Tuesday, October 30, 2007

Character Crisis in the Pulpit!

We are at a crisis point in the charismatic church and the church in general!

--A pastor who has a sexual addiction robs a bank to bankroll his addiction. He is caught and serving time in prison now.

--A prominent pastor is arrested for solicitation in another town in the gay community area. He was there 'ministering to gays!"

--One minister admitted a homosexual affair. He took three months off "to seek professional and church counseling related to a recent short-term homosexual relationship."

--Multiple sex charges brought against a pastor and his staff of a large charismatic church.

--And we are rife with the divorces of high profile preachers and teachers.

--and the list could go on and on.

The problem is that we who are to be the upholders of morality are now falling prey to the very things we encourage others to resist and offer hope for.

In our meeting on 'Restoring Fallen Pastors' last Thursday in Brownwood, we all agreed that a pastor could and should be restored. Pastors should not be shot, left out in the cold, forgotten, ostracized, or put out to pasture. The concern is how does the process begin and when does it end. That depends on a lot of things. Some of them I will address in future posts.

Gal 6:1 BRETHREN, IF any person is overtaken in misconduct or sin of any sort, you who are spiritual [who are responsive to and controlled by the Spirit] should set him right and restore and reinstate him, without any sense of superiority and with all gentleness, keeping an attentive eye on yourself, lest you should be tempted also. AMP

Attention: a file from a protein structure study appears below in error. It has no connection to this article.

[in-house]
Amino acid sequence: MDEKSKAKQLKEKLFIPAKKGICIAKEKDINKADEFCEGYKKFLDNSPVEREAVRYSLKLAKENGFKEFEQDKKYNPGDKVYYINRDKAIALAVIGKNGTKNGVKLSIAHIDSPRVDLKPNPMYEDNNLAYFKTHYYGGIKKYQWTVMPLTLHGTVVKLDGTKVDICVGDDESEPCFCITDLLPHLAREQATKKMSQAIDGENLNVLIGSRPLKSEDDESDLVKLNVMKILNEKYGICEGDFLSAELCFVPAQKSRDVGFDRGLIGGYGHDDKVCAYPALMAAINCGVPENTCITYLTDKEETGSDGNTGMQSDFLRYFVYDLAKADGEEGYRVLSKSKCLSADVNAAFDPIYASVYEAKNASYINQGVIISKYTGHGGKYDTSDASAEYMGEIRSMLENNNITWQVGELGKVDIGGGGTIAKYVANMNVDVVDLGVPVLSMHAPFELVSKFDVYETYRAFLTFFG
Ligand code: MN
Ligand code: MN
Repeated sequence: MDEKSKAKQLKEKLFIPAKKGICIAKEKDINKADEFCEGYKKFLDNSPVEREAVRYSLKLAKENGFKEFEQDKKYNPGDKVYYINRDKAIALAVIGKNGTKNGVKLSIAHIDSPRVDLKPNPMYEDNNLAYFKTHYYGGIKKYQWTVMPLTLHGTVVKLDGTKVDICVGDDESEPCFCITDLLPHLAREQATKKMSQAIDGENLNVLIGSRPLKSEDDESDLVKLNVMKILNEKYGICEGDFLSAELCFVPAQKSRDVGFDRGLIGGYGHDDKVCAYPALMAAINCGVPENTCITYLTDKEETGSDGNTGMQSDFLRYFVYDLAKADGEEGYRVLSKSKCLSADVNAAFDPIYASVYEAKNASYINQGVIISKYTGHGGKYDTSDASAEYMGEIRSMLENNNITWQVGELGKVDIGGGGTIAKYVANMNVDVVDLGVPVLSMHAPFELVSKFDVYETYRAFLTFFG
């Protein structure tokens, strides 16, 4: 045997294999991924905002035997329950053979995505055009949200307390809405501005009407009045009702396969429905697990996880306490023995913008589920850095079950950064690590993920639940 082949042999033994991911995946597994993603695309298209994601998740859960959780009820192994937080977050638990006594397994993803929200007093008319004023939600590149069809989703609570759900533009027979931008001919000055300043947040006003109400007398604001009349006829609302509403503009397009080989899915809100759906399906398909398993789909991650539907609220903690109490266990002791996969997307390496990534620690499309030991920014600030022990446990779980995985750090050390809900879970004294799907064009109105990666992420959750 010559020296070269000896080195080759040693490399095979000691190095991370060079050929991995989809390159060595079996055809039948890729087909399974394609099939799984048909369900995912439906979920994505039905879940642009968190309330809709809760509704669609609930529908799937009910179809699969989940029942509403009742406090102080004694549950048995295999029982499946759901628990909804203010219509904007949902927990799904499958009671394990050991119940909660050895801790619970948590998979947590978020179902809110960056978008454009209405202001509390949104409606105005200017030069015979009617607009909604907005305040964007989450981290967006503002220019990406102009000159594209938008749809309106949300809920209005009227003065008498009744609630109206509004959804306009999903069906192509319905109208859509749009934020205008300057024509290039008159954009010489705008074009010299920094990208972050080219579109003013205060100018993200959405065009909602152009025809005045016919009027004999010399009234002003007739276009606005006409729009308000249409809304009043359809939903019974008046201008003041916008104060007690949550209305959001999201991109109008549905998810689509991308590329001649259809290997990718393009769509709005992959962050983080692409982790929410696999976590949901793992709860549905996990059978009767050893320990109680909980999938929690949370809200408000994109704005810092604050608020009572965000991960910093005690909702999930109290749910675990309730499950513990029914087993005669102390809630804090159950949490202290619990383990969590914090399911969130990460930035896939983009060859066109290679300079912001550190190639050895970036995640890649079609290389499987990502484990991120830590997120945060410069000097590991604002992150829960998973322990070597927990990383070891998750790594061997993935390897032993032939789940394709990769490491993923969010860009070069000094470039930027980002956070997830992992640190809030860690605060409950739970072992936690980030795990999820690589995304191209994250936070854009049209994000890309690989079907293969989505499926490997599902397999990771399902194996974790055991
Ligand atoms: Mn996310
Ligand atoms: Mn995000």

--------------

My thoughts are:

1. God's grace and forgiveness is available immediately to the one who asks for it - period.

2. The restoration is an on going process that requires humility, repentance, and willingness to walk it out regardless of the time involved.

3. In our day of instant results and fast paced life style one needs to understand that restoration to ministry should never be fast-tracked.

4. Restoration is best served by those in relationship with the individual and should be facilitated by people that are known to him.

5. Restoration is best accomplished in a team approach.

--------------

Any thoughts? Please comment.

8 comments:

Lara Moore said...

Bro. David, while living in NC, I joined a small, charismatic church that had no affiliation with any other church or church group. Years later, when the pastor's secret sins were exposed, there was no support system in place. I believe that in our drive to leave behind demoninations, we lost an important support system that can generate His healing. A 'group system' should always be available to His church. One group to care for and eventually restore the pastor, one to care for the leadership, and one to care for the members. In a natural disaster, all groups are taken care of, not just a select few. The same should be with the Body of Christ.
From http://laraamoore.blogspot.com

Rob said...